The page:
Well the Securities Commission has reported on the Feltex Fiasco. A one page report compared to a 379 page one for the 1988 BNZ arrangements. The result is just the same. Nobody intentionally did any wrong in both cases according to them. The only difference is that the Commission doesn't tell a thing about what is going on these days. It is obvious that the vendors of Feltex just set the projected 2005 income to what they thought would yield the most subscription revenue. They "decided" that they should realistically achieve a 1% increase in market share for the year because that gave the projected income that they wanted. The "auditors", Ernst and Young said they could not express an opinion as to whether the projected profit would be achieved because "actual results are likely to be different from the [forecast and] projected financial information since anticipated events frequently do not occur as expected and the variation could be material"(2nd last para of their report). Who on earth doesn't know that. Why did E&Y not say that the vendors had complete freedom to set the projections and assumptions to whatever they thought the public would believe, and were unlikely to suffer any adverse consequences if they were wildly wrong, so the projected profit should be ignored? But E&Y like to go exactly by the book to retain the big accounts and could not care a stuff about the many modest investors that they were reporting to. It is the auditor's function to see that as few people as possible are mislead.
Mr MacDonald seems most determined to emphasise the export drop to push his cause which seems mainly to involve less welfare without any stated limit. He would seem to wish to have NZ's poor as destitute as those in the USA such as those who got washed out of the Mississippi delta flood plain and no-one wanted to assist. Every last dollar to his overseas principals seems to be his motto, as long as he is not doing too badly himself and one suspects he will see that his apparent Press Council mates are looked after.
As the Dominion Post claimed, Mr MacDonald appears not to have any qualms about the Dominion Post's statement in support of his views that "the countries exports per capita are almost half that of Australia and 2 1/2 times less than that of the United States". He had not advised the newspaper of the "error" according to it. If Mr MacDonald and his staff had been away and not seen the article on the day one would think that he would state this when the matter came to his attention as it has done. But apparently he has not done so. Either he thinks the ""error"" was a windfall in support of his argument which he is entitled to, or he has been a party to the "error" all along. Traditionally when such people make speeches they also write a newspaper report of it that a paper can just drop into an edition if so inclined.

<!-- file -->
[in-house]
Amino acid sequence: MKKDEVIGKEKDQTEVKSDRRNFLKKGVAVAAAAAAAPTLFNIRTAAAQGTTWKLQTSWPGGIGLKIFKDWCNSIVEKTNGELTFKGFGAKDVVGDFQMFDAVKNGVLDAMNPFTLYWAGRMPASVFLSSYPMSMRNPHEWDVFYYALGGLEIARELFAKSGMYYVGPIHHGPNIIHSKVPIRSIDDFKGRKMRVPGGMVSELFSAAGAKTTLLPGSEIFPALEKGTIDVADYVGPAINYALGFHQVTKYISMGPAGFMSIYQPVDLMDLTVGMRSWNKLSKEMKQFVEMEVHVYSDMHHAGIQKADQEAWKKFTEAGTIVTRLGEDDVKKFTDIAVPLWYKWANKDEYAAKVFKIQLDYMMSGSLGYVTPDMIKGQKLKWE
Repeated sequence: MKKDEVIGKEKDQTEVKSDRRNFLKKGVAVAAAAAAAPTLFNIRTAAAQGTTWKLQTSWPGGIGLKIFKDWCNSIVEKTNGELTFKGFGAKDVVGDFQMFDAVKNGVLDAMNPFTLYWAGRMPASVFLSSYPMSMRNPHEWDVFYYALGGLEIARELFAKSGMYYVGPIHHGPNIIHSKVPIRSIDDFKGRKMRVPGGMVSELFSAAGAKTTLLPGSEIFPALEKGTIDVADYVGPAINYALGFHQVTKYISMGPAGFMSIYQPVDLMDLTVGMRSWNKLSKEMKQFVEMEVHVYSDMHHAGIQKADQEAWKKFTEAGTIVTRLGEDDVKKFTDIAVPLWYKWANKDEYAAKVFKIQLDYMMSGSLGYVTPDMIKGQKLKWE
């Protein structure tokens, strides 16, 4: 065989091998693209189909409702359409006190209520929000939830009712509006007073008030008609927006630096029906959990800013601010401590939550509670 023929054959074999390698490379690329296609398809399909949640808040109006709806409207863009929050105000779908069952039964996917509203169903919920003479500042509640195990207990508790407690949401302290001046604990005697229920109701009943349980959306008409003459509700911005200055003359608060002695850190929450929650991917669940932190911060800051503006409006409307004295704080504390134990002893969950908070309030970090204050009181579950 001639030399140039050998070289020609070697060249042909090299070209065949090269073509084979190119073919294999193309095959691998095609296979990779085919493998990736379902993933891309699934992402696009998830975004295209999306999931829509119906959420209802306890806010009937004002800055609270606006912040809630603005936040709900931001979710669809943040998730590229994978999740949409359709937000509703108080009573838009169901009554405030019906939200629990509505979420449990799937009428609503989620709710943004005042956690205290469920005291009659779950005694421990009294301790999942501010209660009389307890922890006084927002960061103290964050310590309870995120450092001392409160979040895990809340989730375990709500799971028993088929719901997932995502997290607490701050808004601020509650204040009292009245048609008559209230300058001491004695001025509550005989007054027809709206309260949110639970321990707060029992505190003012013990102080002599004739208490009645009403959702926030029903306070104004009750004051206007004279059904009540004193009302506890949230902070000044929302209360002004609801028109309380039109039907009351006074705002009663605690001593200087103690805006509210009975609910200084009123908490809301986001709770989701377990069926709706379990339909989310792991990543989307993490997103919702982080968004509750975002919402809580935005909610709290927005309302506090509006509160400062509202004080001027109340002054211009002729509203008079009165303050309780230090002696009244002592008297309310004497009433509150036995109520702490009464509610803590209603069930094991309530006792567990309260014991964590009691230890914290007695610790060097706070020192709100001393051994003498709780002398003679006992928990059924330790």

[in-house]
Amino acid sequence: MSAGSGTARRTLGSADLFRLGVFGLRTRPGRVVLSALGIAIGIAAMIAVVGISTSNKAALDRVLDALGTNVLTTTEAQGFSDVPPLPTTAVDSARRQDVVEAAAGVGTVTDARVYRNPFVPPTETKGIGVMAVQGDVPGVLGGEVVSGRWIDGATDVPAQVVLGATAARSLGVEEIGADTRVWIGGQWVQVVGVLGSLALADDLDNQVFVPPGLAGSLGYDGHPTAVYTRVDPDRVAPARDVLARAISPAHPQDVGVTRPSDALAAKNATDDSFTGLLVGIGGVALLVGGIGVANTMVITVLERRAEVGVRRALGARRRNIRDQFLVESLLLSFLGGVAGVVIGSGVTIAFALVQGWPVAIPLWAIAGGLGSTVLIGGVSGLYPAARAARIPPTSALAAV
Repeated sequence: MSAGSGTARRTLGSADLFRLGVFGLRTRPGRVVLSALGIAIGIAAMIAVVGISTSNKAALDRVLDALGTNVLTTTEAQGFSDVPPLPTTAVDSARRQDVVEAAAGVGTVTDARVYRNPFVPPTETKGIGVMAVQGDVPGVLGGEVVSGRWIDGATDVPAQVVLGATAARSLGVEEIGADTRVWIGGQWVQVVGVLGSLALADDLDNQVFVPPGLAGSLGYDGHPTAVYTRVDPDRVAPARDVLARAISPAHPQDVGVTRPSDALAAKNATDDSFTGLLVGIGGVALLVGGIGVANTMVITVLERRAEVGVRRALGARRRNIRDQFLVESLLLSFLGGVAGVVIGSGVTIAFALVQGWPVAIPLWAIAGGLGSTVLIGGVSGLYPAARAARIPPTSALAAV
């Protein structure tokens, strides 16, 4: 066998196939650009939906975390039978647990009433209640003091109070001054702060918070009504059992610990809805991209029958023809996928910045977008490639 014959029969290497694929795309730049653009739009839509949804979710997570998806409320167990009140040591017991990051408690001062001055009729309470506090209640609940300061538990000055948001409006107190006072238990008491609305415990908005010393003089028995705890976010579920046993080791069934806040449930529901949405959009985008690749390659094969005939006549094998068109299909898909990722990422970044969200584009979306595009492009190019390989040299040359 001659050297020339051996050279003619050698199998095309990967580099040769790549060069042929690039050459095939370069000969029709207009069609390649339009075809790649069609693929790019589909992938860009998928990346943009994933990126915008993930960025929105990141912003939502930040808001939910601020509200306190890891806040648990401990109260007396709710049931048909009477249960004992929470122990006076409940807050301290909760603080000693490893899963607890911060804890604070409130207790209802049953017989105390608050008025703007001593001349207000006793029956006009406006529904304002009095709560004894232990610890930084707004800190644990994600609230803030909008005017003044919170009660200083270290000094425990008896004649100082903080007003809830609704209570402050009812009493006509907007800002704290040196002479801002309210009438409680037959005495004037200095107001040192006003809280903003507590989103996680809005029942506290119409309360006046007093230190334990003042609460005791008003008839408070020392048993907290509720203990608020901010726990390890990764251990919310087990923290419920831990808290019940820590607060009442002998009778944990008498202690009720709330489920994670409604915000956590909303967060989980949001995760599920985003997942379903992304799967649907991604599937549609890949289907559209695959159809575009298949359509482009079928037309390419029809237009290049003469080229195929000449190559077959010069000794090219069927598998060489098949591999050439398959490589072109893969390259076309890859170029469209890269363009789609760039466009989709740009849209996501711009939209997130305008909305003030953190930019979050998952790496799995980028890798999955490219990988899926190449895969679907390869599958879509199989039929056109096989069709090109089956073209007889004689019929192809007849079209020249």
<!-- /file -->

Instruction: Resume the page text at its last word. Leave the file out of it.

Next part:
The major newspaper groups which finance and probably choose the Press Council members also determinedly will not say anything against the Ernst and Young auditors. These so-called accountants gave an unqualified audit report for the 1990 Bank of New Zealand annual accounts knowing full well that the $100m profit did not exist and resulted from long discredited and outlawed practices. There have been many opportunities for the press to spell out this evil but not a squeak comes from them.
The reaction of Mr Easton parallels in a modest way that of Professor Don Trow when he went on television on 23 May 1993 to say, probably for the first time by almost anybody, that the NZ Accounting Profession was in a terrible state because it has virtually no rules. The pronouncement came following the release of the report on certain Bank of New Zealand arrangements which included the accuracy of the Banks 1990 profit. It was a way of convincing the public that bold deceit by big business was not involved, they were just doing their best not having any rules to go by was the argument. Unlike the USA the New Zealand Society of Accountants couched its standards in terms of principles that had to be complied with rather than rules. There followed a decade in which the merits of rules based verses principle based standards were debated, eventually coming out firmly on the side of standards which of stated principles. In the meantime the Society had become defunct and the Institute had formed which was not prepared to consider any wrongdoing in the days of the Society. Many leading firms and accountants were implicated in the BNZ matter and without support from the news-media and politicians, who had been bought, no-one was ousted from profession for these misdeeds or even looked like being so.
The principles violated in the 1990 BNZ accounts were very clear. It had been well established that income from long term bonds, especially low and zero coupon bonds, had to be allocated by the Yield to Maturity method. The Ernst and Young auditors were well aware of this and also well aware that the Bank had effective ownership of two huge parcels of zero coupon bonds, and they studied the banks 1990 treatment of them both, saw that the YTM method was not applied and took no action. The other principle was substance over form. One cannot get out of requirements for zero coupon bonds by naming them as something else and giving then a nominal appearance of something else. That is common sense that the public is well aware of but these people claim to be experts and say it isn't necessary so.
And so the rot continues with the accounting profession allowing the country to be milked of funds by overseas faster than it can produce.